Black Woman Blogging

One black woman's views on race, gender, politics, family, life and the world.

Tuesday, November 25, 2008

What I'm Thankful For . . .

. . . An Obama presidency. If Sarah Palin had been elected Vice President, I think I would have . . . well, now I don’t have to.

. . . My blog, which is now over a year old. Happy Anniversary to me!

. . . My husband. He never ceases to amaze me. He is the most sanguine, chill person I know who doesn’t smoke weed.

. . . My friends. They suffer my failure to keep in touch and still keep me within their circles. They are the most non-judgmental people I know, although they will check me when I need it.

. . . My new home, the purchase of which has been one of numerous recent distractions keeping me from my blog. Now I’m trying to decide whether I want to work on getting all my younger nieces and nephews into homes of their own, because the wealth transfer that home ownership represents is too enormous for young parents to ignore. Plus, it’s so nice to be able to actually attach contact paper to the shelves, put holes in the wall, and plant whatever I damn well please without having to account to anyone.

. . . My job. I’m not always thrilled by the confrontational aspect of being an attorney, but in these uncertain times, I’d rather be employed. I’ve been unemployed, and it ain’t no party, not by a long shot.

. . . My blessings. For some reason, God continues to bless me even when I don’t expect it and don’t have a clue that a blessing is on its way. I’ve been down to my last few dollars, only to have refund checks I wasn’t expecting arrive in the mail. I agonized about how we would afford to get in our new home, and God sent my husband and me a heavenly mortgage broker who not only got us in, but got us a 30 year-fixed at a great rate. Just when I think I’m on the ropes, He comes through. As my dad always says, He may not come when you call him, but He’s always right on time. Are atheists as blessed, and, if so, to what do they attribute their blessings?

. . . My parents. I look at today's youth, and even at some of my contemporaries, and I can tell that many of them didn't grow up in a two-parent loving home. That's not to say that our family wasn't dysfunctional, but we were lovingly dysfunctional. I think my mom put the "fun" in dysfunctional.

. . . My siblings. I’ve been blessed to have been surrounded by siblings who are smarter, more clever, bolder, and funnier than me. Just talking to them makes me step up my analytical game and teaches me more than I’ve ever taught them or can ever hope to.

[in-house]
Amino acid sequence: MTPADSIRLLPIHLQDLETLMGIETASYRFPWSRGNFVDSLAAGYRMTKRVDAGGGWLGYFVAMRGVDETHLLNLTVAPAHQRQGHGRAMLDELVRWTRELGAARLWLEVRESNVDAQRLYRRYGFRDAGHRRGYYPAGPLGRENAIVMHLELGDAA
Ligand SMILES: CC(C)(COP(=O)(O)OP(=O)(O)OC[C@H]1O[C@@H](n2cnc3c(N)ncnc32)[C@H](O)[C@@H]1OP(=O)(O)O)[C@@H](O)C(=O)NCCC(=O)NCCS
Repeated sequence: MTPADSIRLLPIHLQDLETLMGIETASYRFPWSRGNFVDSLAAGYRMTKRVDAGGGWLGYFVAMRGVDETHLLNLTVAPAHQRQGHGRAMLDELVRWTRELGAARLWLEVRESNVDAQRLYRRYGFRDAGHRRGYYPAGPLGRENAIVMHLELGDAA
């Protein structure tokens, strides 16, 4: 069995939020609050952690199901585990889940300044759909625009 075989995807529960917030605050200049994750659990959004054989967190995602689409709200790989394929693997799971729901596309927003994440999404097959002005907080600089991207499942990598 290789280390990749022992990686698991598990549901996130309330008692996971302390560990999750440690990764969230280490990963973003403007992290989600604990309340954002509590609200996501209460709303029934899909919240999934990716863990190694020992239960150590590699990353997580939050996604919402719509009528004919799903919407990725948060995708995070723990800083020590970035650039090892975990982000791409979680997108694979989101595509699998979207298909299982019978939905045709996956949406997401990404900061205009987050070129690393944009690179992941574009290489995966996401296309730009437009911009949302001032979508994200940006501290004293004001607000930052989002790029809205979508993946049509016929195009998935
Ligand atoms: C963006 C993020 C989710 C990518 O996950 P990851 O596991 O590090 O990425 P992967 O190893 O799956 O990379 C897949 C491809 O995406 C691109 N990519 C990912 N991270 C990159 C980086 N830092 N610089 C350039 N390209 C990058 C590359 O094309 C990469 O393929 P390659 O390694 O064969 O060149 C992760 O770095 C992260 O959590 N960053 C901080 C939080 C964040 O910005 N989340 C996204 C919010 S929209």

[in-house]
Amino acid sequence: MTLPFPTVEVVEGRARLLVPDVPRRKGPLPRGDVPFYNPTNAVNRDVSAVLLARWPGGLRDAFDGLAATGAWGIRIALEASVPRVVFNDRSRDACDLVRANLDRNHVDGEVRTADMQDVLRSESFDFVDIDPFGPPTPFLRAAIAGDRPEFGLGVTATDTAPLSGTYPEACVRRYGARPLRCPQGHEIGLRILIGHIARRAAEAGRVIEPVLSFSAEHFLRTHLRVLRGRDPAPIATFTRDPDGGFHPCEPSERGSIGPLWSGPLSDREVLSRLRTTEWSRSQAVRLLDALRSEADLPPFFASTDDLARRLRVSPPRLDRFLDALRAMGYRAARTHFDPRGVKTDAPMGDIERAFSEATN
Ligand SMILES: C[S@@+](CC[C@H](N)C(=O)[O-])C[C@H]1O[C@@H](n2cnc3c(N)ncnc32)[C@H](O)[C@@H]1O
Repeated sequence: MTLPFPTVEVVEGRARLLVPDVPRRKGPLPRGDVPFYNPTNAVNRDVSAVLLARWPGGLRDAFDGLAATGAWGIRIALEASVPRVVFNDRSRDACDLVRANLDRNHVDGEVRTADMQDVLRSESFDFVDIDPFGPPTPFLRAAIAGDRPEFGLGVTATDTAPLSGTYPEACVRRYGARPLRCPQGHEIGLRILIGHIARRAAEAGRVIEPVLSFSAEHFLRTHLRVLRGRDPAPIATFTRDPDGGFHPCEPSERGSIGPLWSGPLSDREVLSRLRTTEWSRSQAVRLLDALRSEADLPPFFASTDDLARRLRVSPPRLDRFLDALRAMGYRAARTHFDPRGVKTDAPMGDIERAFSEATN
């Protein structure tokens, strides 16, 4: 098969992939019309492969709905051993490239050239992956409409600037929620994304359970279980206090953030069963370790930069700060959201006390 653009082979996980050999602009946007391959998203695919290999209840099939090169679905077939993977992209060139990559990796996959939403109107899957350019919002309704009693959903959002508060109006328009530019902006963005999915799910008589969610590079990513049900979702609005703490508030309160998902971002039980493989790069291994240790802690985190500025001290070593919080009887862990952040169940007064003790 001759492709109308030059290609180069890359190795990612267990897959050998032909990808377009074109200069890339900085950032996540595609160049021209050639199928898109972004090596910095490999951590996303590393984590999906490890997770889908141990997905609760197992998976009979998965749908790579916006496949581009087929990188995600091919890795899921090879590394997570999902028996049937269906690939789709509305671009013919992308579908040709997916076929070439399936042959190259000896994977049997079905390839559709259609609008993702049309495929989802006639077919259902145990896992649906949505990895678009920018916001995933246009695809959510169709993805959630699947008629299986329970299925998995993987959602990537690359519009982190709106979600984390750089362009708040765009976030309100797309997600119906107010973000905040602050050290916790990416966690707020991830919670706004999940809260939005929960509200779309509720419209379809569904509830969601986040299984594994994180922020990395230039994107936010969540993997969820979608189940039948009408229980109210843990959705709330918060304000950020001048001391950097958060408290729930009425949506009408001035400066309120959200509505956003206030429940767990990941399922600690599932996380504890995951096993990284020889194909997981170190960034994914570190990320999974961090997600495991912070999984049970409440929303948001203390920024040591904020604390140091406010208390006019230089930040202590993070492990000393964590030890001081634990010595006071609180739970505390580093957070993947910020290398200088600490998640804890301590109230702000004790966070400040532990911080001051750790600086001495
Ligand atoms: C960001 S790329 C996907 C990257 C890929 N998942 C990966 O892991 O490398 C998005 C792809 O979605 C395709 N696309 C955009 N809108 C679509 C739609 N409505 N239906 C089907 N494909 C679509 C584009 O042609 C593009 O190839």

. . . My dog. She recently survived cancer and a tail amputation, and although the late-night barking does get on my nerves, the prospect of losing her while moving into our new home was more than I could bear. Since she had been a shelter dog – twice -- I wanted her to have a home of her own, too, as much as I was getting my own home. So if she kills the backyard lawn with her urine, so what? It’s her lawn to kill.

. . . My gifts. For whatever reason, I still have some creativity left that wasn’t drained out of me in my quest to become a lawyer. And no matter how many of my ideas I give away or get stolen from me, I always seem to come up with new ones. And some of them are good, too.

. . . My credit. Quite frankly, I don’t know what my FICO score is, but it was good enough to get BMNB and me into a new house in times of tightened credit. Having good credit is not a substitute for savings, but it is a backstop in difficult times.

. . . Teddy Kennedy’s continued survival. I’m so glad he lived to see Obama elected president. His brother Robert predicted the possibility of an African American president 40 years ago, and if he couldn’t live to see it, at least Teddy did. I hope Senator Kennedy is front and center at the inauguration, along with Caroline Kennedy.

. . .Michelle Obama. Finally, an African American woman who doesn’t fit the stereotype, won’t allow herself to be defined by others, and who has to be taken seriously be virtue of the position she holds. The office of First Lady is never, ever going to be the same.

. . . That I’m not cooking Thanksgiving Dinner. In a just world, women everywhere would sit on their collective behinds and watch Oprah reruns while men slave over hot stoves and ovens stuffing seasoned bread up a turkey’s ass and fretting over the flakiness of their pie crusts . . .

Happy Thanksgiving. And if you’re going to have a Happy Thanksgiving, remember those who aren’t and do a little something for them, too.

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Tuesday, November 4, 2008

This Is It: VOTE

For any African Americans who haven’t voted yet, I have only these words from the song “This Is It” by Kenny Loggins. Mind you, they’re out of context – they deal with Loggins’ dad’s failure to fight a debilitating illness head-on – but they do apply in this context:

For once in your life, here's your miracle
Stand up and fight
This is it
Make no mistake where you are
This is it
You're going no further
This is it
Until it's over and done

Vote. As African Americans, we are accountable for today’s presidential outcome – not only to our ancestors, but to the generations to come.


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